Spring Boot @ResponseBody - Creating Controller Return Values to Response Body

In this short article, we will learn how to use Spring Boot @ResponseBody annotation in a controller to write data to the body of the response object. We create a Spring Boot RESTful application to demonstrate the annotation.

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Spring @ResponseBody

@ResponseBody is a Spring annotation which binds a method return value to the web response body. It is not interpreted as a view name. It uses HTTP Message converters to convert the return value to HTTP response body, based on the content-type in the request HTTP header.
Here is a sample code snippet:
    @ResponseBody
    @GetMapping(path = "/users")
    public List<User> home() {
        return Arrays.asList(new User(1, "Ramesh"), 
          new User(2, "Prabhas"), 
          new User(3, "John"),
          new User(4, "Tony"),
          new User(4, "Tom"));
    }

Spring Boot @ResponseBody Annotation Example

The following example creates a Spring Boot web application which returns JSON data to the client.

Development Steps

  1. Create a Spring Boot Application
  2. Project Structure
  3. Pom Dependencies
  4. Java Bean - User.java
  5. Create REST Controller - UserController.java
  6. Run Application - Application.java

1. Create a Spring Boot Application

There are many ways to create a Spring Boot application. You can refer below articles to create a Spring Boot application.
Refer project structure or packaging structure in the next step.

2. Project Structure

This is the project structure of the Spring Boot application that we are going to create - 

3. Pom Dependencies

This is the Maven build file. The spring-boot-starter-web is a starter for building web applications using Spring MVC. It uses Tomcat as the default embedded container.
<?xml version="1.0" encoding="UTF-8"?>
<project
    xmlns="http://maven.apache.org/POM/4.0.0"
    xmlns:xsi="http://www.w3.org/2001/XMLSchema-instance"
 xsi:schemaLocation="http://maven.apache.org/POM/4.0.0 http://maven.apache.org/xsd/maven-4.0.0.xsd">
    <modelVersion>4.0.0</modelVersion>
    <parent>
        <groupId>org.springframework.boot</groupId>
        <artifactId>spring-boot-starter-parent</artifactId>
        <version>2.0.5.RELEASE</version>
        <relativePath />
        <!-- lookup parent from repository -->
    </parent>
    <groupId>net.javaguides.springboot</groupId>
    <artifactId>springboot-annotations-demo</artifactId>
    <version>0.0.1-SNAPSHOT</version>
    <name>springboot-annotations-demo</name>
    <description>Demo project for Spring Boot</description>
    <properties>
        <java.version>1.8</java.version>
    </properties>
    <dependencies>
        <dependency>
            <groupId>org.springframework.boot</groupId>
            <artifactId>spring-boot-starter-web</artifactId>
        </dependency>
        <dependency>
            <groupId>org.springframework.boot</groupId>
            <artifactId>spring-boot-starter-test</artifactId>
            <scope>test</scope>
        </dependency>
    </dependencies>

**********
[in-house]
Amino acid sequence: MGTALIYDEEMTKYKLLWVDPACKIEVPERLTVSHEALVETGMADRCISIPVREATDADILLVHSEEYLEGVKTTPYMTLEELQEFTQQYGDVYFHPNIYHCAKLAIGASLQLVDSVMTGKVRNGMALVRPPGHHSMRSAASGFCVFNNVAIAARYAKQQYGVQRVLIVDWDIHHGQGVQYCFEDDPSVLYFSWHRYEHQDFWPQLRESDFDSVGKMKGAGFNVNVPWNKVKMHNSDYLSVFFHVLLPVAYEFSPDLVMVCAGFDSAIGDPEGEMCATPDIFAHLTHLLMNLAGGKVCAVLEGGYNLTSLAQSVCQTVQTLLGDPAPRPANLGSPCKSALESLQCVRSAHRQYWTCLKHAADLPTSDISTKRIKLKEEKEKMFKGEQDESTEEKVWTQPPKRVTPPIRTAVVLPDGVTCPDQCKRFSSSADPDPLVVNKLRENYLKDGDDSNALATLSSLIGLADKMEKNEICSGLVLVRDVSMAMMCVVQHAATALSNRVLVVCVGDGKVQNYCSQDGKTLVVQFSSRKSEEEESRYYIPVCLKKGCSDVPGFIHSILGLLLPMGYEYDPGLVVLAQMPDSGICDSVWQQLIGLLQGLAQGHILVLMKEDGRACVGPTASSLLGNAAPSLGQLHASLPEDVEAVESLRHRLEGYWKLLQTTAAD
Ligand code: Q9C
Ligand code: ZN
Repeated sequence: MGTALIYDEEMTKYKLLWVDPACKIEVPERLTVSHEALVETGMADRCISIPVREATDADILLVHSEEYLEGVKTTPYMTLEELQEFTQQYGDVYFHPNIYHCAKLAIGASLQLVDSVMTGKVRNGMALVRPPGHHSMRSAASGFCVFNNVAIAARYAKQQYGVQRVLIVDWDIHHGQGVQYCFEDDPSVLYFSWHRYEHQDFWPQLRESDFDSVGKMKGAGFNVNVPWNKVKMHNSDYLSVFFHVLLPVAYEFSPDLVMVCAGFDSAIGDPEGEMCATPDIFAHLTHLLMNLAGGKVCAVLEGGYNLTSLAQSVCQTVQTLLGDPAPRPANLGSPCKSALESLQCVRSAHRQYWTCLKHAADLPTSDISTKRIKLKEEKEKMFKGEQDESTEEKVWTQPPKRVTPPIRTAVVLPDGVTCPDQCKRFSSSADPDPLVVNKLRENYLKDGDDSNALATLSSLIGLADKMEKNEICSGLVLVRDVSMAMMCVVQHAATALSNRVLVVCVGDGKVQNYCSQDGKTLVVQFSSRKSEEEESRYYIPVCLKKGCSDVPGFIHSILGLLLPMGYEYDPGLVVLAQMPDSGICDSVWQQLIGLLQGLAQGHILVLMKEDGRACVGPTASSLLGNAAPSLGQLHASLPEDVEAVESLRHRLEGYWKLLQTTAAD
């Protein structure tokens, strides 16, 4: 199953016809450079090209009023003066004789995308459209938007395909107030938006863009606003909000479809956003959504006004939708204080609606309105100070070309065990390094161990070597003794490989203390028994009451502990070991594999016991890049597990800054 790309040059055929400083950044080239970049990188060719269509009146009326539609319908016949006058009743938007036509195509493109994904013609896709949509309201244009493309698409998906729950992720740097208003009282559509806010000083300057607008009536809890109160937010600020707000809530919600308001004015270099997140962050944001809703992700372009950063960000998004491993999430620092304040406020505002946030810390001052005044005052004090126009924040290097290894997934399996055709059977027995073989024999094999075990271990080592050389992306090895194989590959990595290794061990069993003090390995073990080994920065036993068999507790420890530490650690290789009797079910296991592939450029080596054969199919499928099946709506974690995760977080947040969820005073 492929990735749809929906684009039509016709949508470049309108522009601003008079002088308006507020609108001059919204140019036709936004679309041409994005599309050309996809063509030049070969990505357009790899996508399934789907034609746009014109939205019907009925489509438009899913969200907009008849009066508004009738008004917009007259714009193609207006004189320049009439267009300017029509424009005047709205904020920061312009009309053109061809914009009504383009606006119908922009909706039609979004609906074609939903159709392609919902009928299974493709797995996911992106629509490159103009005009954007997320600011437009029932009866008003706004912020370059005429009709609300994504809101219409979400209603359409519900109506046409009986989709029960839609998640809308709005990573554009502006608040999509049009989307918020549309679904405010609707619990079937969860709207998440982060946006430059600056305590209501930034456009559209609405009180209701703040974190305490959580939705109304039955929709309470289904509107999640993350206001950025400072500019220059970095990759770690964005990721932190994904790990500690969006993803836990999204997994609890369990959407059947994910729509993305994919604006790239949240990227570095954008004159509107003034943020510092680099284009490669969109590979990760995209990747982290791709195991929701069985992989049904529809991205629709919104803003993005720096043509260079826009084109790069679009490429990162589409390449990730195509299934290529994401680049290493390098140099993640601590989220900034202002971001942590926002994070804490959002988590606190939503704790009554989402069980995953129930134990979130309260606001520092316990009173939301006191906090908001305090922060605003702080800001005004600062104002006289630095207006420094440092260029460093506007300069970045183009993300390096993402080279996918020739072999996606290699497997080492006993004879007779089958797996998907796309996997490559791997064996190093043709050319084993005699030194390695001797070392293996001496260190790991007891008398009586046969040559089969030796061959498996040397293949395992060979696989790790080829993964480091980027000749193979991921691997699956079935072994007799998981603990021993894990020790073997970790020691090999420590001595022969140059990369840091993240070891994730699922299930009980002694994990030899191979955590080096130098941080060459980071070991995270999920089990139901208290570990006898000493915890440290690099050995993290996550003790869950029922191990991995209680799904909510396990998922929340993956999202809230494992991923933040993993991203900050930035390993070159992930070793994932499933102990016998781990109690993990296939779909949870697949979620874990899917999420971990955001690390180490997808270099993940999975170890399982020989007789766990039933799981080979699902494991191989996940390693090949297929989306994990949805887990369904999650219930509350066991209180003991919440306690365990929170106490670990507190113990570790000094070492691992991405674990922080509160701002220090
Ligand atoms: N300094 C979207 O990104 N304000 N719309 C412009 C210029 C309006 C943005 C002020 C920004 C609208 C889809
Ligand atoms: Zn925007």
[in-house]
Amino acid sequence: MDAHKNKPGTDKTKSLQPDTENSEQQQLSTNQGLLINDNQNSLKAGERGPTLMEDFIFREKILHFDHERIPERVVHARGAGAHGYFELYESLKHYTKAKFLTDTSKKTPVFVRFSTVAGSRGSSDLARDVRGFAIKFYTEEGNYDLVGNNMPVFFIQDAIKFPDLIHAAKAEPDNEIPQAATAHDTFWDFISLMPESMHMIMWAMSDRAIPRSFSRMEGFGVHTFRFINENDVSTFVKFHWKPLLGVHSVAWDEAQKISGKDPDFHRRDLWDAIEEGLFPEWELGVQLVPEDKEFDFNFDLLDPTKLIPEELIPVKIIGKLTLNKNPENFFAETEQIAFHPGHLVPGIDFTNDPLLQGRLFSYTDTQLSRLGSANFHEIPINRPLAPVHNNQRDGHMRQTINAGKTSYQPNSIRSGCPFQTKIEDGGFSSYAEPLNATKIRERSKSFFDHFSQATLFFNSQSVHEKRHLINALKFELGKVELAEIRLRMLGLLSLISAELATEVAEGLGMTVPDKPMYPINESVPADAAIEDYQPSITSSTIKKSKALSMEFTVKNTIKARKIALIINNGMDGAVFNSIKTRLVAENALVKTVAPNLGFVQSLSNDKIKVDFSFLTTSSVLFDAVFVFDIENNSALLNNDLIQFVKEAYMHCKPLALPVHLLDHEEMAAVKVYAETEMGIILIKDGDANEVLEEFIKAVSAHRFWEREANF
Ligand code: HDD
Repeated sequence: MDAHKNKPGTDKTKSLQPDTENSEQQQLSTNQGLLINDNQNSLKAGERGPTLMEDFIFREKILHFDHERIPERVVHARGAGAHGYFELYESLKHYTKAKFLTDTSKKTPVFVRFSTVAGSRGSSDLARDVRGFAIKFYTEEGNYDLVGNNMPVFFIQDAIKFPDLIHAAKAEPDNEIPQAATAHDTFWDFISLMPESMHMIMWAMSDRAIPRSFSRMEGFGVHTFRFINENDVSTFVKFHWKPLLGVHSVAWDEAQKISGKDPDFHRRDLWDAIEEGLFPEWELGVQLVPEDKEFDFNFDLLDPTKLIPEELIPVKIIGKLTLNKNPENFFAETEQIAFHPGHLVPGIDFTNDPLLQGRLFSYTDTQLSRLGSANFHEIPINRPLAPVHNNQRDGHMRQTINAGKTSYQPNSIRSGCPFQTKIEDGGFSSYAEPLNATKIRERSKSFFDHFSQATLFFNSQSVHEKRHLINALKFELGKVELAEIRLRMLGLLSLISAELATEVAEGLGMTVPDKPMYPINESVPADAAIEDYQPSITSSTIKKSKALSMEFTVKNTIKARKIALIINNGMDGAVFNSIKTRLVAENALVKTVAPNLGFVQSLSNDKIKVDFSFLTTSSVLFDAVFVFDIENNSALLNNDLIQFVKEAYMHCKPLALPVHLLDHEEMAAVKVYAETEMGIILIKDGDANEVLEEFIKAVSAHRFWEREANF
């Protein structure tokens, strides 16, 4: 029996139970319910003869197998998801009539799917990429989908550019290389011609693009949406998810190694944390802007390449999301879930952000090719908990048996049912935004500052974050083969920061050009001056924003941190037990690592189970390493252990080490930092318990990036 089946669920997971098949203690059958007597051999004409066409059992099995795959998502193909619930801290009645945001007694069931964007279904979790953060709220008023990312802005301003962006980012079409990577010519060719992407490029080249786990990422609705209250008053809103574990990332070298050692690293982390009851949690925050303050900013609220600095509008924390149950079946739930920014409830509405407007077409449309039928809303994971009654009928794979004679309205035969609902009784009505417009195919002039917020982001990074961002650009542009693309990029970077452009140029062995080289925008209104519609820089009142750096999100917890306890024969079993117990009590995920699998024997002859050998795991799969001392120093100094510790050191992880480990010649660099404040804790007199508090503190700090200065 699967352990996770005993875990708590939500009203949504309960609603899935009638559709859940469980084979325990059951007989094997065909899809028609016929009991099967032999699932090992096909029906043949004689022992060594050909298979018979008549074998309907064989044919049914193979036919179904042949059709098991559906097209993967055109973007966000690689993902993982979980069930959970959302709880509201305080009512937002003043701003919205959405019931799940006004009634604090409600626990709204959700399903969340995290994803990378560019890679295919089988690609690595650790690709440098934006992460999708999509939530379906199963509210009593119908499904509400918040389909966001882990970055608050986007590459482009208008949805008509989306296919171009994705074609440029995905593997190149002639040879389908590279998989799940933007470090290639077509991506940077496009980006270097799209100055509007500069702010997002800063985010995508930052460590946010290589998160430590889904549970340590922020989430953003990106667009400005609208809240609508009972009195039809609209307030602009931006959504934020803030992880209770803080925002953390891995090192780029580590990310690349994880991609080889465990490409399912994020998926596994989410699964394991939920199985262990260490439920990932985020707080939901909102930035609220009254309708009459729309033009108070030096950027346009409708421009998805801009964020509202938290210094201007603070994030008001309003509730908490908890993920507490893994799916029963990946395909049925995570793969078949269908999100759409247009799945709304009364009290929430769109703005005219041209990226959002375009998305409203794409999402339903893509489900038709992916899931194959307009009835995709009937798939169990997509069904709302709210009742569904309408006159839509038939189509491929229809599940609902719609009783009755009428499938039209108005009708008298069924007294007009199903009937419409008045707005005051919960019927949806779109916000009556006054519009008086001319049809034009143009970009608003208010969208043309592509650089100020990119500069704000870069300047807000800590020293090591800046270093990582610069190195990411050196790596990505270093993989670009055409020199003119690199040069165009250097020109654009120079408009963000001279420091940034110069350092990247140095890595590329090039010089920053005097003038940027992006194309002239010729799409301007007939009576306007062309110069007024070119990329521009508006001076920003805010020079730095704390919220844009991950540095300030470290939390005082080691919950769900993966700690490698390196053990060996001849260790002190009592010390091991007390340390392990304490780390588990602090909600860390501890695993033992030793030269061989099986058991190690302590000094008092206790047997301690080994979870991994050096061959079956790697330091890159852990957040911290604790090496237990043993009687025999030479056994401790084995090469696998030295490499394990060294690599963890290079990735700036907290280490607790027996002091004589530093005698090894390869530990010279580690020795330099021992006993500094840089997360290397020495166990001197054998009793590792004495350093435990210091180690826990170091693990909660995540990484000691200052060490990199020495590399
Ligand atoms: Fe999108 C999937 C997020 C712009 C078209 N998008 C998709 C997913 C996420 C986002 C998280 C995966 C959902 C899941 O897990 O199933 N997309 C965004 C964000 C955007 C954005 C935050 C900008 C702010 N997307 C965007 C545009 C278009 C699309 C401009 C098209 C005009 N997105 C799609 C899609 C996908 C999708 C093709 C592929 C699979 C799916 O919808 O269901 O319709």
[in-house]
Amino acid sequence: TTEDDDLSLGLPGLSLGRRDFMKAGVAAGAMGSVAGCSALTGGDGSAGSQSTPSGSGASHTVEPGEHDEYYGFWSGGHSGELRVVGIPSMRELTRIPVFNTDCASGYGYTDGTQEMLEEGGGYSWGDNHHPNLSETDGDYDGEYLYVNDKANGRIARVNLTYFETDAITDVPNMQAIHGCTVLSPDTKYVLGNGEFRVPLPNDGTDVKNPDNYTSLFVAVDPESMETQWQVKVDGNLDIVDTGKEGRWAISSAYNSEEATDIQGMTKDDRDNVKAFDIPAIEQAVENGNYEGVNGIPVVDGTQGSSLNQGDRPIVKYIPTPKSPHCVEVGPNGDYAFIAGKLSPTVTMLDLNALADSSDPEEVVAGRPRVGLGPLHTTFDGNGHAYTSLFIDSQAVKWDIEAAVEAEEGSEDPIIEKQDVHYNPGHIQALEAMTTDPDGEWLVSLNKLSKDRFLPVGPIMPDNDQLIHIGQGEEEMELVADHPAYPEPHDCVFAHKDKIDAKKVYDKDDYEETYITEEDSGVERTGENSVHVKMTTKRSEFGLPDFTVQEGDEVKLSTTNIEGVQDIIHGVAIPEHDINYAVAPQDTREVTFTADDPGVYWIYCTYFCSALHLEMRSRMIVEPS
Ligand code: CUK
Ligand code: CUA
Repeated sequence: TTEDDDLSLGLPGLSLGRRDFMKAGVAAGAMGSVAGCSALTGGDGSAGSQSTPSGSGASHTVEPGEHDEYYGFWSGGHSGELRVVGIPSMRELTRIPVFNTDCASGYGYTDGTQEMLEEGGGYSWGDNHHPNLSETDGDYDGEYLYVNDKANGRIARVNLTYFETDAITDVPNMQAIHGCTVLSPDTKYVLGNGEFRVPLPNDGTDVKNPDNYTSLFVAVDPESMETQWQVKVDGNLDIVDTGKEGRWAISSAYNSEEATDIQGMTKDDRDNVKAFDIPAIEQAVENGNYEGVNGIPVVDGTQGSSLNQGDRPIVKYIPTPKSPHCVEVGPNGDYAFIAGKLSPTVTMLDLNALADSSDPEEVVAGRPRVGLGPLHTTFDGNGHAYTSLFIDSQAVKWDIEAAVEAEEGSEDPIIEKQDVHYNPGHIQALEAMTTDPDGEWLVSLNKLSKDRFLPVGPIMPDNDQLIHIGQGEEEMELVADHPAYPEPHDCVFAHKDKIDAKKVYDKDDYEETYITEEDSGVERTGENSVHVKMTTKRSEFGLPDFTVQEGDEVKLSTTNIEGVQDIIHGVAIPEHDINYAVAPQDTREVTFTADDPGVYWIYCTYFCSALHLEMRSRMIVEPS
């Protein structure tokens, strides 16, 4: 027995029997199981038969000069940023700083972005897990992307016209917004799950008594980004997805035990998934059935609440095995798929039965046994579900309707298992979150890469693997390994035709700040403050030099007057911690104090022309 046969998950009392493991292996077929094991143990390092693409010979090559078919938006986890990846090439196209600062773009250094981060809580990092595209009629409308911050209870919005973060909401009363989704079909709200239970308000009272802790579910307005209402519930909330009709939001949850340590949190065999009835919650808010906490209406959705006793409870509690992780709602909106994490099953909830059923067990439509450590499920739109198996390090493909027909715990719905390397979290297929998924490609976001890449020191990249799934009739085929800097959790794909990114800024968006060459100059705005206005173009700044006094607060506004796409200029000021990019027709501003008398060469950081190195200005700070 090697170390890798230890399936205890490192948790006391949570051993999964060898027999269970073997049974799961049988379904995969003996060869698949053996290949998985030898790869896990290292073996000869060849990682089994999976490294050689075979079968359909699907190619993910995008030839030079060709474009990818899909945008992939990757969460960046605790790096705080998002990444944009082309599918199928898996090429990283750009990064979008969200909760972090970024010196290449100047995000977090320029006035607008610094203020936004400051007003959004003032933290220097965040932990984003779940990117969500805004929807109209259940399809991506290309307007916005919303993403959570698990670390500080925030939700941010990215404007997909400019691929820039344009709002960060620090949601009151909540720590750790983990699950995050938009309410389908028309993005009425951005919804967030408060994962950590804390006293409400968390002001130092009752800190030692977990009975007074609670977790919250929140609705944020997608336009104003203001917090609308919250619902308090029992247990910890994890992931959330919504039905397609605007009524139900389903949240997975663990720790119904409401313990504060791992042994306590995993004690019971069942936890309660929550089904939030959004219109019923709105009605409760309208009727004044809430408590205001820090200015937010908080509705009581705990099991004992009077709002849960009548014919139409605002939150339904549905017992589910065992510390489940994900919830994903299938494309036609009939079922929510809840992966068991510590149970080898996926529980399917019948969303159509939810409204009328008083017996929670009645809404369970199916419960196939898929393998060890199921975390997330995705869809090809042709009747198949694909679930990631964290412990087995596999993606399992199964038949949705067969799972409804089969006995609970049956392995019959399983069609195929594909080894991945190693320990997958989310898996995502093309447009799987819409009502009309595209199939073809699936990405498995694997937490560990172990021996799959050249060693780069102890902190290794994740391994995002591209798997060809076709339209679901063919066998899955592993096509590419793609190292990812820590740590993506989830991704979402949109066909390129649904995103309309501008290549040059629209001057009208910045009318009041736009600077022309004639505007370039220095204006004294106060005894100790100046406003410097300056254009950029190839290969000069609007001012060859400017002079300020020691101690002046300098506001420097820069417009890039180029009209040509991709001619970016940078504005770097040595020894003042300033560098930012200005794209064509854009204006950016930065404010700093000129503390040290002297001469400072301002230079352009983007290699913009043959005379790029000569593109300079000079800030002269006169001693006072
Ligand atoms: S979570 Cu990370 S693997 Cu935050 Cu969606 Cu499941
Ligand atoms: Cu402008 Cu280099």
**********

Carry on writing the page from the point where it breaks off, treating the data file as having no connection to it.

<build>
        <plugins>
            <plugin>
                <groupId>org.springframework.boot</groupId>
                <artifactId>spring-boot-maven-plugin</artifactId>
            </plugin>
        </plugins>
    </build>
</project>

4. Java Bean - User.java

Let's create representation class which we use to return in JSON format:
package net.javaguides.springboot;

public class User {

    private Integer id;
    private String name;

    public User() {}

    public User(Integer id, String name) {
        this.id = id;
        this.name = name;
    }

    public Integer getId() {
        return id;
    }

    public void setId(Integer id) {
        this.id = id;
    }

    public String getName() {
        return name;
    }

    public void setName(String name) {
        this.name = name;
    }
}

5. Create REST Controller - UserController.java

Let's create a simple UserController with users rest API which returns a list of users in JSON format.
package net.javaguides.springboot;

import java.util.Arrays;
import java.util.List;

import org.springframework.stereotype.Controller;
import org.springframework.web.bind.annotation.GetMapping;
import org.springframework.web.bind.annotation.ResponseBody;

@Controller
public class UserController {

    @ResponseBody
    @GetMapping(path = "/users")
    public List
        <
        User > home() {
            return Arrays.asList(new User(1, "Ramesh"),
                new User(2, "Prabhas"),
                new User(3, "John"),
                new User(4, "Tony"),
                new User(4, "Tom"));
        }
}

6. Run Application - Application.java

Application is the entry point which sets up the Spring Boot application. The @SpringBootApplication annotation enables auto-configuration and component scanning.
Let's run this Spring boot application from either Eclipse IDE by right click - Run As - Java Application.
Or you can use below maven command to run:
mvn spring-boot:run

7. Testing from Browser

Hit this URL in a browser - http://localhost:8080/users

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